There are some people who really need attention and help to be better, like this person.
I will wait for your response.
This thread has been the top thread for this week, and the actual 'outcast' warrior posted a thread himself, saying 'sorry' to his fellow players in Zul'jin server:
Sub-Thread: I would like to apologize and ask for your forgiveness... I know it's late, but can you give me one more chance?
Hello, I was reading the original thread and I thought I should post one myself to speak to all of you... I am that 'outcast warrior'.
I know that I wasted much of your time in many raids and dungeons, because I was bad.
In all the raids I joined, my DPS was below any tank, and I would really like to apologize to all players who had to suffer because of my poor play.
Many people have been posting encouraging words to me, and I wanted to say something here too, so here I am.
I am indeed a bad player, as you all know.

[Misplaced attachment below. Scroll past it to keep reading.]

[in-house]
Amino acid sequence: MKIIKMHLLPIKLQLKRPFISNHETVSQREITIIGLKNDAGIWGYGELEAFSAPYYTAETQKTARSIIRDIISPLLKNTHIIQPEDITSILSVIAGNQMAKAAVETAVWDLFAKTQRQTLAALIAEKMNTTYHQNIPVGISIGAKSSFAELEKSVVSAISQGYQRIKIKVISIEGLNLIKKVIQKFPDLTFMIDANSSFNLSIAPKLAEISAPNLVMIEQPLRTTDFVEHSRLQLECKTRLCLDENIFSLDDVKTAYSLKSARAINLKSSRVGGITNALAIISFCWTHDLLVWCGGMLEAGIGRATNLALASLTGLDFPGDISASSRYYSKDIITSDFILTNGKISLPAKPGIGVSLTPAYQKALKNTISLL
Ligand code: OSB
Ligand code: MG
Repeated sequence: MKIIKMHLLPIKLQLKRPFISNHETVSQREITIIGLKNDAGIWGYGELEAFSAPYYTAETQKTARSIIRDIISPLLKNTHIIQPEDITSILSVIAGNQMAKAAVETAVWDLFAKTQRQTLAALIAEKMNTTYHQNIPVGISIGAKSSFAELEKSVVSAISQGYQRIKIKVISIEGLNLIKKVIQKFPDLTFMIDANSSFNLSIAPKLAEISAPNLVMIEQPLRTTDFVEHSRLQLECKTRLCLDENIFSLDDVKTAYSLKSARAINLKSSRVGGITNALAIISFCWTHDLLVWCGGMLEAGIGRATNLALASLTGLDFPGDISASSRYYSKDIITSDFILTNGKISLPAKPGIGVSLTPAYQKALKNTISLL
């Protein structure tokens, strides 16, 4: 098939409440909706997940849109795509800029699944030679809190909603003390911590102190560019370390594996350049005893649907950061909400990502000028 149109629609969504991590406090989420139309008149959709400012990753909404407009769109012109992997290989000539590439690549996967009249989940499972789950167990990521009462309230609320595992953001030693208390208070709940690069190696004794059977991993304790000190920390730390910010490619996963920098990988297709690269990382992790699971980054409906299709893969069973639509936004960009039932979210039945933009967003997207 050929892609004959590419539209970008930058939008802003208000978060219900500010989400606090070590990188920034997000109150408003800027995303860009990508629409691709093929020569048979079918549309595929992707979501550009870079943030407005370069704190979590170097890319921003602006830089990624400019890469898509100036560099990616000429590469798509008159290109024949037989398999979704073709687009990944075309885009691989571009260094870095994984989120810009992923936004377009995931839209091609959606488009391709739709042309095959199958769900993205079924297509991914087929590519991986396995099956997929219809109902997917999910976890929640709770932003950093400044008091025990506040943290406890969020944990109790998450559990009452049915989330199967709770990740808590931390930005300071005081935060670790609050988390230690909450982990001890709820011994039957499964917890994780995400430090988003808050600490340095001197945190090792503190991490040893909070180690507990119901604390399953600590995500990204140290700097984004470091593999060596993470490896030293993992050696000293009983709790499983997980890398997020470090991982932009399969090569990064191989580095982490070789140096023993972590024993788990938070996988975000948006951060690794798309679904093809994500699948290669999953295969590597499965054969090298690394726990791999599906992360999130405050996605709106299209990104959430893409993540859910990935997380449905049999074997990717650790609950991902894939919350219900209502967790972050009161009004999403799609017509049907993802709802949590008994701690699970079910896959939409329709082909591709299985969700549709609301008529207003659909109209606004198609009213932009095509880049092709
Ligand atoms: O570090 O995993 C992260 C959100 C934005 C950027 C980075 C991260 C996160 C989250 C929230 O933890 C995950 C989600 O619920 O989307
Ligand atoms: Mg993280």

Many people in my last guild explained how to DPS, great websites, forums, and guides, but I could not understand what they were saying. I was reading up all the posts in Inven community, but I could not get better. I didn't even know how to make macros.
WoW is my first online game ever, and it was just so difficult for me to understand certain things.
And the raid leader, who posted the original thread, taught me how to DPS, how to install add-ons like DBM, how to reforge, and how to set up gears.
And it was totally my fault that I didn't get to learn those things all this time. And I deserve to be bullied.
All my friends in Zul'jin server, I know you all hate me, but when I log on and see any of you, I really feel like all of you are my friends... In fact, I see you more often than my friends in real life... I know many of you hate me and blocked me, but please forgive me once.
Again, this was my first online game... And I made your raids 'hell' because I didn't know anything about the encounters. I apologize for that.
Can you please give me one more chance to play with you again? If I make same mistakes again and again, without fixing anything, then I will only do quests and LFRs.
I know you don't even want to see my face, but I just like being in a community. I know you do not want to see me around, so I just hide myself around mountains or corners of big cities...